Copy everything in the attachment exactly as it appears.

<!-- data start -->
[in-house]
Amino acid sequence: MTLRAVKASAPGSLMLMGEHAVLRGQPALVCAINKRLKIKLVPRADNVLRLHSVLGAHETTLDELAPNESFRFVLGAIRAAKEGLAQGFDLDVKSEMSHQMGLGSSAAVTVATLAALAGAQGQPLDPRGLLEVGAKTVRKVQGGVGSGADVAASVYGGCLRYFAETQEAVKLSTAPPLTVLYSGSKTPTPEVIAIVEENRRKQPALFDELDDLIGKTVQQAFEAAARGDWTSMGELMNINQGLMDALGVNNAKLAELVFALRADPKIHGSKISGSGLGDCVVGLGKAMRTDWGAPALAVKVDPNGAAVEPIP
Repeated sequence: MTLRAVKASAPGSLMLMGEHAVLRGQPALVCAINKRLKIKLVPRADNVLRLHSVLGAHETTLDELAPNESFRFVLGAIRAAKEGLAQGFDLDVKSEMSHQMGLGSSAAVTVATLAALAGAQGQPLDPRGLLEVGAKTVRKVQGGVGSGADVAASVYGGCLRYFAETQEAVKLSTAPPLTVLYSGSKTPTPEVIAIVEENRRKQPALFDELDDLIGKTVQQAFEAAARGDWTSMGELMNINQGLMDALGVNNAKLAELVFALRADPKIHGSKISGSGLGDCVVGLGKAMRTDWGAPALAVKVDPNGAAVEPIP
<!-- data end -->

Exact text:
[in-house]
Amino acid sequence: MTLRAVKASAPGSLMLMGEHAVLRGQPALVCAINKRLKIKLVPRADNVLRLHSVLGAHETTLDELAPNESFRFVLGAIRAAKEGLAQGFDLDVKSEMSHQMGLGSSAAVTVATLAALAGAQGQPLDPRGLLEVGAKTVRKVQGGVGSGADVAASVYGGCLRYFAETQEAVKLSTAPPLTVLYSGSKTPTPEVIAIVEENRRKQPALFDELDDLIGKTVQQAFEAAARGDWTSMGELMNINQGLMDALGVNNAKLAELVFALRADPKIHGSKISGSGLGDCVVGLGKAMRTDWGAPALAVKVDPNGAAVEPIP
Repeated sequence: MTLRAVKASAPGSLMLMGEHAVLRGQPALVCAINKRLKIKLVPRADNVLRLHSVLGAHETTLDELAPNESFRFVLGAIRAAKEGLAQGFDLDVKSEMSHQMGLGSSAAVTVATLAALAGAQGQPLDPRGLLEVGAKTVRKVQGGVGSGADVAASVYGGCLRYFAETQEAVKLSTAPPLTVLYSGSKTPTPEVIAIVEENRRKQPALFDELDDLIGKTVQQAFEAAARGDWTSMGELMNINQGLMDALGVNNAKLAELVFALRADPKIHGSKISGSGLGDCVVGLGKAMRTDWGAPALAVKVDPNGAAVEPIP